Jack Adams Award
The Jack Adams Award is awarded annually to the National Hockey League (NHL) coach "adjudged to have contributed the most to his team's success." The league's Coach of the Year award has been presented 40 times to 34 coaches. The winner is selected by a poll of the National Hockey League Broadcasters Association at the end of the regular season. Five coaches have won the award twice, while Pat Burns has won three times, the most of any coach. The award is named in honor of Jack Adams, Hall of Fame player for the Toronto Arenas/St. Patricks, Vancouver Millionaires and Ottawa Senators, and long-time Coach and General Manager of the Detroit Red Wings. It was first awarded at the conclusion of the 1973–74 regular season.
|Jack Adams Award|
|Given for||National Hockey League coach "adjudged to have contributed the most to his team's success."|
|Most wins||Pat Burns (3)|
|Most recent||Gerard Gallant|
Vegas Golden Knights
Jacques Demers is the only coach to win the award in consecutive seasons. Five coaches have won the award with two teams: Jacques Lemaire, Pat Quinn, Scotty Bowman, and John Tortorella have won the award twice, while Pat Burns is the only coach to win three times. The franchises with the most Jack Adams Award winners are the Philadelphia Flyers, Detroit Red Wings and Phoenix Coyotes with four winners each, although the Coyotes had two winners in Winnipeg before they moved to Arizona. Bill Barber, Bruce Boudreau and Ken Hitchcock are the only coaches to win the award after replacing the head coach who started the season. Barber took over for Craig Ramsay during the Flyers' 2000–01 season, Boudreau replaced Glen Hanlon a month into the Capitals' 2007–08 season while Hitchcock replaced Davis Payne a month into the Blues' 2011–12 season. The closest vote occurred in 2006, when the winner Lindy Ruff edged out Peter Laviolette by a single point.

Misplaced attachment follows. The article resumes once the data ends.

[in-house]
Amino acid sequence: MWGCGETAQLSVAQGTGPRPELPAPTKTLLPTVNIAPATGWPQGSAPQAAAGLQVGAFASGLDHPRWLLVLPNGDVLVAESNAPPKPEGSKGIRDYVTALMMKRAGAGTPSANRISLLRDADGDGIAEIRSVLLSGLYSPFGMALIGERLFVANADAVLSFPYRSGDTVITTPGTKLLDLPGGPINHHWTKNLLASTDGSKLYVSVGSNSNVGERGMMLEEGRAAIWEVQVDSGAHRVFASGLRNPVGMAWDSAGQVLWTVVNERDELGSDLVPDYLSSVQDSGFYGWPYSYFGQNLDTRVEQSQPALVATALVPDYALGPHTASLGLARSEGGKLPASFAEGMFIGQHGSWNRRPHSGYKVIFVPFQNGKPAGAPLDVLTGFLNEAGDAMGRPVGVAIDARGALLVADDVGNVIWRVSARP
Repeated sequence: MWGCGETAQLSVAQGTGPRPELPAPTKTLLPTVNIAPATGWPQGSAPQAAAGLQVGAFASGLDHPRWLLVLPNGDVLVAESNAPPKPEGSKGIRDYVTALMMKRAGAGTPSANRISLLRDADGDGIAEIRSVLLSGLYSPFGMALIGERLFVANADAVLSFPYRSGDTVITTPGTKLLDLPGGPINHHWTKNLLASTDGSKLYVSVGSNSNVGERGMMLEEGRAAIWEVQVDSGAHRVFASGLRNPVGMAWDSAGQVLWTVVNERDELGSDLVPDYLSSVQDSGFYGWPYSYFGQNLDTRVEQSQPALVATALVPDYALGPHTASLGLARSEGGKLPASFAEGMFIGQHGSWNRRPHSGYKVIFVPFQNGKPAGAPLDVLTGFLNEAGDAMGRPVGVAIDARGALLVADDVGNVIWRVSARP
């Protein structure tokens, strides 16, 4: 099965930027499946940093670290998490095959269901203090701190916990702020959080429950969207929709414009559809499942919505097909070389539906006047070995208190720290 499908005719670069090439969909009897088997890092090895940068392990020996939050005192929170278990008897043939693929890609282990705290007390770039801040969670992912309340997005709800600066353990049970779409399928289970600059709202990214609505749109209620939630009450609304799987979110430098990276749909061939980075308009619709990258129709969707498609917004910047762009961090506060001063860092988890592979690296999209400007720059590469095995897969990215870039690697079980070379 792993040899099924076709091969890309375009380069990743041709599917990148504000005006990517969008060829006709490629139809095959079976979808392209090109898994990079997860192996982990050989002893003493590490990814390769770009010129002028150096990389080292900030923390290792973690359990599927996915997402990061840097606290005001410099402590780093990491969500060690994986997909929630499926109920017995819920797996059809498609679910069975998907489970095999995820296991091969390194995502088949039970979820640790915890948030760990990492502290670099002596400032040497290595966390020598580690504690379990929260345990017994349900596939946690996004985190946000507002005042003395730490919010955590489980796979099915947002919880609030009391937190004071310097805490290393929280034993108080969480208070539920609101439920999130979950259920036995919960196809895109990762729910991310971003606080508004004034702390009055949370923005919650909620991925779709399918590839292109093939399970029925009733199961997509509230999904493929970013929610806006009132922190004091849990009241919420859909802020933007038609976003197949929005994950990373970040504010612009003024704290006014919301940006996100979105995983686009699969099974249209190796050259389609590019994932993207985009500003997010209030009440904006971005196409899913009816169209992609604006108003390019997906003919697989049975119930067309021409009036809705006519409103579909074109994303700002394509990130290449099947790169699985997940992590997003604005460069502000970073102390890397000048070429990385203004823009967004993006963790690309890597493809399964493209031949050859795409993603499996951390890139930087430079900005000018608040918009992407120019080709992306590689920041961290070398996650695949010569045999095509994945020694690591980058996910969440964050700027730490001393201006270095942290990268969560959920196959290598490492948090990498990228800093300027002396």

- Coaches whose teams won the Stanley Cup
- Teams who had best overall record in regular season (Presidents' Trophy awarded to team with best overall record since 1985–86)
- Coaches whose teams lost the Stanley Cup final round
- Coaches whose teams replaced the coach that started the season
- Not awarded due to the lockout